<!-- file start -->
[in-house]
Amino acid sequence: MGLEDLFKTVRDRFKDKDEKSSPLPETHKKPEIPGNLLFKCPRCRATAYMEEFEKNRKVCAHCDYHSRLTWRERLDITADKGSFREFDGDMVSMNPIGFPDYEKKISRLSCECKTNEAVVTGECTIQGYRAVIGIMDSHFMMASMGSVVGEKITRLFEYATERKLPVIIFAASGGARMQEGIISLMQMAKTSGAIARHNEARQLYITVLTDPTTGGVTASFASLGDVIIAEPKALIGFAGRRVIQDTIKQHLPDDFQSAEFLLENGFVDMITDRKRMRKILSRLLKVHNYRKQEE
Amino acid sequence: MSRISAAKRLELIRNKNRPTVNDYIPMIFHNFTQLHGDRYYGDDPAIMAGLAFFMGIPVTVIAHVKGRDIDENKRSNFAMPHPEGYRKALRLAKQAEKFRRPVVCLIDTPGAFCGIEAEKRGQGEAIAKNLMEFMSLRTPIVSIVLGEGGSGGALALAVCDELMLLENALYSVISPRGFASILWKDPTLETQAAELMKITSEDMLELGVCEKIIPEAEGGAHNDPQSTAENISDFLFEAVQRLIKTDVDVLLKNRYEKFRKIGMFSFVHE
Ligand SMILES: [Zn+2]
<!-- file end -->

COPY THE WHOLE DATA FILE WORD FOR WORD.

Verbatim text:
[in-house]
Amino acid sequence: MGLEDLFKTVRDRFKDKDEKSSPLPETHKKPEIPGNLLFKCPRCRATAYMEEFEKNRKVCAHCDYHSRLTWRERLDITADKGSFREFDGDMVSMNPIGFPDYEKKISRLSCECKTNEAVVTGECTIQGYRAVIGIMDSHFMMASMGSVVGEKITRLFEYATERKLPVIIFAASGGARMQEGIISLMQMAKTSGAIARHNEARQLYITVLTDPTTGGVTASFASLGDVIIAEPKALIGFAGRRVIQDTIKQHLPDDFQSAEFLLENGFVDMITDRKRMRKILSRLLKVHNYRKQEE
Amino acid sequence: MSRISAAKRLELIRNKNRPTVNDYIPMIFHNFTQLHGDRYYGDDPAIMAGLAFFMGIPVTVIAHVKGRDIDENKRSNFAMPHPEGYRKALRLAKQAEKFRRPVVCLIDTPGAFCGIEAEKRGQGEAIAKNLMEFMSLRTPIVSIVLGEGGSGGALALAVCDELMLLENALYSVISPRGFASILWKDPTLETQAAELMKITSEDMLELGVCEKIIPEAEGGAHNDPQSTAENISDFLFEAVQRLIKTDVDVLLKNRYEKFRKIGMFSFVHE
Ligand SMILES: [Zn+2]